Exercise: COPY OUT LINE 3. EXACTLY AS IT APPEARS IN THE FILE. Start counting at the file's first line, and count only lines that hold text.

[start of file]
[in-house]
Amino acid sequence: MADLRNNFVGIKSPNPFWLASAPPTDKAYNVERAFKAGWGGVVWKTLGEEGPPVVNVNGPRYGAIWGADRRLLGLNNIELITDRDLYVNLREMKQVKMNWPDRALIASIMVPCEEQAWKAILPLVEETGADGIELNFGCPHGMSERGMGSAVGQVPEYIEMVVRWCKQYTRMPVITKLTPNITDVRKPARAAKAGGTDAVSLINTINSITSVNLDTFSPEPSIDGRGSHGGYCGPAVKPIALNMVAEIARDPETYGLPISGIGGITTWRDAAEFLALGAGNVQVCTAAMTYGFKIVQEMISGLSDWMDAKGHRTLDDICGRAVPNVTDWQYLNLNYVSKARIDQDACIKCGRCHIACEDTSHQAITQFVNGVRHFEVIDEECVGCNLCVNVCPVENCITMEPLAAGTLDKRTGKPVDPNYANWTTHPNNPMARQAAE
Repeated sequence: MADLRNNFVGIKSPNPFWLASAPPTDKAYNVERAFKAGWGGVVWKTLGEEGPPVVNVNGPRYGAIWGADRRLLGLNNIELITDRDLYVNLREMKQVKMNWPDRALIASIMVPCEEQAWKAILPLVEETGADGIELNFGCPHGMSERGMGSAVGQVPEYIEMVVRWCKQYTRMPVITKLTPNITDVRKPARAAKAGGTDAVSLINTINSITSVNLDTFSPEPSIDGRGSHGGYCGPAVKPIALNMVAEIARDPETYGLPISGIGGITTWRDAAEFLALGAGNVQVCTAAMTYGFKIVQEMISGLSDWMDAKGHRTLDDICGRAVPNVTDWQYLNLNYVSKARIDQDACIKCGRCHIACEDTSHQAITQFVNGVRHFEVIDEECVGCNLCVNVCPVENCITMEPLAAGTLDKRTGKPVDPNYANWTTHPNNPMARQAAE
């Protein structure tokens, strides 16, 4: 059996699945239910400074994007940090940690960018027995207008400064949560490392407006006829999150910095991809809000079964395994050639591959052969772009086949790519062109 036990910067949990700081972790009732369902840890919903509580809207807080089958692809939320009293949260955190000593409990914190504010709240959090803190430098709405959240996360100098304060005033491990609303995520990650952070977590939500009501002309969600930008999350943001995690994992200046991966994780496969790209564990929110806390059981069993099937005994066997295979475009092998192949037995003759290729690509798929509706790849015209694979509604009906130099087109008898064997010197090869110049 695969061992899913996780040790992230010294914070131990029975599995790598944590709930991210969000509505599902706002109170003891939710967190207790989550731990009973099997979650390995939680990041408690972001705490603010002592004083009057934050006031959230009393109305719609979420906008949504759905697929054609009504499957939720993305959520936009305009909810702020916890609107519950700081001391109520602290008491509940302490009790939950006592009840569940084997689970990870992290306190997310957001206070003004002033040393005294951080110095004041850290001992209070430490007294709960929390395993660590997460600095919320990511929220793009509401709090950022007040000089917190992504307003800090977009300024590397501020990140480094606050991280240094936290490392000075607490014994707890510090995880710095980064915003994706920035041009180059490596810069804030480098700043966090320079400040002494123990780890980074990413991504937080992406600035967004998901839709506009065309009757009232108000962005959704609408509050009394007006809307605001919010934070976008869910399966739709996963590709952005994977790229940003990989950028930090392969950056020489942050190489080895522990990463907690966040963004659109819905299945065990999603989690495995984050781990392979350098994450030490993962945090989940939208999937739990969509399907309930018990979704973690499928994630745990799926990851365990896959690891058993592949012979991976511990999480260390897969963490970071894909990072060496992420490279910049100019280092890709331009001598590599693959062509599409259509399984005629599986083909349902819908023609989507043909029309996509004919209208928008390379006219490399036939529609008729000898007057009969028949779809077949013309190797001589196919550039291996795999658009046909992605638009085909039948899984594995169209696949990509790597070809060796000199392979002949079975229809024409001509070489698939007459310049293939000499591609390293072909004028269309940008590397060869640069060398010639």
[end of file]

Repeated sequence: MADLRNNFVGIKSPNPFWLASAPPTDKAYNVERAFKAGWGGVVWKTLGEEGPPVVNVNGPRYGAIWGADRRLLGLNNIELITDRDLYVNLREMKQVKMNWPDRALIASIMVPCEEQAWKAILPLVEETGADGIELNFGCPHGMSERGMGSAVGQVPEYIEMVVRWCKQYTRMPVITKLTPNITDVRKPARAAKAGGTDAVSLINTINSITSVNLDTFSPEPSIDGRGSHGGYCGPAVKPIALNMVAEIARDPETYGLPISGIGGITTWRDAAEFLALGAGNVQVCTAAMTYGFKIVQEMISGLSDWMDAKGHRTLDDICGRAVPNVTDWQYLNLNYVSKARIDQDACIKCGRCHIACEDTSHQAITQFVNGVRHFEVIDEECVGCNLCVNVCPVENCITMEPLAAGTLDKRTGKPVDPNYANWTTHPNNPMARQAAE